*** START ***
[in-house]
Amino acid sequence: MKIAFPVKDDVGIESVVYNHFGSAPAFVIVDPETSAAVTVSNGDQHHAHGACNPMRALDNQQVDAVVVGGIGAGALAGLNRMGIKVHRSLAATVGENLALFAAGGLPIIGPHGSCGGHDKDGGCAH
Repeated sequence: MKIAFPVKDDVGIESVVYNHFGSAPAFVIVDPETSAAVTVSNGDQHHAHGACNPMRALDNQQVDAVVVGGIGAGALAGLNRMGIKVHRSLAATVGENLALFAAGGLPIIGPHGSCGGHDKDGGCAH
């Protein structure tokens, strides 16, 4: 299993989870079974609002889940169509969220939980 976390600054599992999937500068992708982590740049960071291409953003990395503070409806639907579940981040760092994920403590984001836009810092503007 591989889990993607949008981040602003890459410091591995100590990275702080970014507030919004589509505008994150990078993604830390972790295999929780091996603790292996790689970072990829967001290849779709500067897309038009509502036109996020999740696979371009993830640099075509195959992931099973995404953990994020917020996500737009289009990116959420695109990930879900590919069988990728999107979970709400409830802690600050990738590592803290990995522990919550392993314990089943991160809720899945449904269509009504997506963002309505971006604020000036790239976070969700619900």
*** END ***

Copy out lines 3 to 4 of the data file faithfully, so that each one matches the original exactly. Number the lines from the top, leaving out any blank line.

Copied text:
Repeated sequence: MKIAFPVKDDVGIESVVYNHFGSAPAFVIVDPETSAAVTVSNGDQHHAHGACNPMRALDNQQVDAVVVGGIGAGALAGLNRMGIKVHRSLAATVGENLALFAAGGLPIIGPHGSCGGHDKDGGCAH
């Protein structure tokens, strides 16, 4: 299993989870079974609002889940169509969220939980 976390600054599992999937500068992708982590740049960071291409953003990395503070409806639907579940981040760092994920403590984001836009810092503007 591989889990993607949008981040602003890459410091591995100590990275702080970014507030919004589509505008994150990078993604830390972790295999929780091996603790292996790689970072990829967001290849779709500067897309038009509502036109996020999740696979371009993830640099075509195959992931099973995404953990994020917020996500737009289009990116959420695109990930879900590919069988990728999107979970709400409830802690600050990738590592803290990995522990919550392993314990089943991160809720899945449904269509009504997506963002309505971006604020000036790239976070969700619900």